Quartz Daily Brief—Americas Edition—JP Morgan’s Alabama money pit, Vodafone’s India tax bill, Google’s electoral powers

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What to watch for today

JP Morgan’s Alabama sinkhole. The bank could lose up to $1.6 billion that it is owned by Jefferson County, Alabama, which is set to become the biggest US municipal bankruptcy.

Turkey tries to assuage protesters. Demonstrators largely shrugged off an apology from Turkey’s deputy prime minister for authorizing excessive police force. The prime minister is out of the country for a visit to northern Africa.

New leadership in Pakistan. Nawaz Sharif is sworn in as prime minister for the third time. He faces numerous challenges—in particular, an energy crisis.

Economic data dump. The ADP employment report will provide the first look at US employment in May. Data on non-manufacturing business activity and factory goods orders will also hit the tape, along with global service PMI figures from Markit.

While you were sleeping

Shinzo Abe’s “third arrow.” Japan’s prime minister gave a much anticipated speech laying out further steps for economic revitalization, including easier investment rules for pension funds. Markets were unimpressed.

Vodafone’s long-running tax saga may finally come to an end. Six years after it entered India and was slapped with a $2.2 billion tax notice, Vodafone and Delhi have finally agreed to sit down and work towards a compromise.

Australian GDP grew a measly 0.6% in the first quarter, just below analysts’ predictions.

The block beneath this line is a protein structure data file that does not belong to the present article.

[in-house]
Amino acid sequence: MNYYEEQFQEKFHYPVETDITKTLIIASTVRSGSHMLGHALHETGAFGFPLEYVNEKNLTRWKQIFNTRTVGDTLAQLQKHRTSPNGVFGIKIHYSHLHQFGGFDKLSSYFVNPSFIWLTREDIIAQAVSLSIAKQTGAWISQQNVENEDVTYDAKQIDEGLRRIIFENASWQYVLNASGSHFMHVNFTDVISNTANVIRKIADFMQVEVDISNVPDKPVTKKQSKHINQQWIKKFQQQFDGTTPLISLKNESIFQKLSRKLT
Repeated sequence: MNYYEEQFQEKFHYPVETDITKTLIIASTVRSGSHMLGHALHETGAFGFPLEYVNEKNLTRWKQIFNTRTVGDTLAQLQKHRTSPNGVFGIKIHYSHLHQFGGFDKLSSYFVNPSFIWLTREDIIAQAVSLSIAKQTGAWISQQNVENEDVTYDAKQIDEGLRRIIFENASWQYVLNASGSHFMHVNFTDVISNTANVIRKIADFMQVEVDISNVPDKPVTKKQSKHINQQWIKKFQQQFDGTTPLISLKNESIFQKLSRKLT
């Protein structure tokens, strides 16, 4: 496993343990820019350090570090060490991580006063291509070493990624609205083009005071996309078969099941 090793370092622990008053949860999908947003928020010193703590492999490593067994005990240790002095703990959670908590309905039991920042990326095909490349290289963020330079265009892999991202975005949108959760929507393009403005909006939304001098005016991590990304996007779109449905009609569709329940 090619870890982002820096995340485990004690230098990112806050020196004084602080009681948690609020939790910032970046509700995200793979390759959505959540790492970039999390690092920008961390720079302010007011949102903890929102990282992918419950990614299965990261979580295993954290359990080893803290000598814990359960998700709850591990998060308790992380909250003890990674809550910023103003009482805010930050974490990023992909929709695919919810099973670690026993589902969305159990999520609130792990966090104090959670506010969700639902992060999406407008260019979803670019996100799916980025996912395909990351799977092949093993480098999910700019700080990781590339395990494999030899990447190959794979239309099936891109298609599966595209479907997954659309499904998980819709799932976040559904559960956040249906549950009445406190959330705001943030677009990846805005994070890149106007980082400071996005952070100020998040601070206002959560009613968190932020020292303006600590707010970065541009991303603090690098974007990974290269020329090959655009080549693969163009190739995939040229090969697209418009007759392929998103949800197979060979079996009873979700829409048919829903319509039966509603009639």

Coca-Cola returned to Myanmar. After a 60-year hiatus, CEO Muhtar Kent compared it to the fall of the Berlin wall.

Tesco sales took a hit. Britain’s biggest supermarket chain posted a 1% fall in sales in the quarter ended May 25, mostly due to non-food sales.

France confirmed Syria’s government used chemical weapons, putting the US in an awkward position given President Obama’s declaration their use would constitute crossing a “red line.” Washington said it would deploy Patriot missiles and fighter jets to Jordan.

Quartz obsession interlude

Josh Meyer on why the global warrior elite is recognizing “deviant globalization” as the next big geopolitical threat. ”The concept describes the convergence of all of the types of criminal activity that flourish in the teeming underworld of black market economies. … Adm. James Stavridis, one of the foremost creative thinkers among the global warrior elite, is talking up the concept, which he has also dubbed “criminal convergence.”  Read more here.

Matters of debate

Google could swing an election by manipulating the search results for candidates

Tipping should be banned. It’s discriminatory and linked with corruption.

Everything that’s wrong with Silicon Valley: Sean Parker’s destruction of a redwood grove for his wedding.

Erdogan has nothing to fear. Half of Turkey supports him, the other half is scared of him.

The truth about US college tuition fees. They aren’t growing as fast as you think.

Surprising discoveries

Don’t think about crashing. Adventures with the world’s first thought-controlled helicopter.

The BBC can’t tell time. It’s harder than you might think.

US work-life balance is out of whack. Because of single mothers.

Merci, Italia. The French learned how to make wine from the Italians 2,400 years ago.

A US Navy SEAL reveals a secret: Her transgender life.

Who is the Tank Man? 24 years after the Tiananmen Square protests, the identity of the iconic protester is still unknown.

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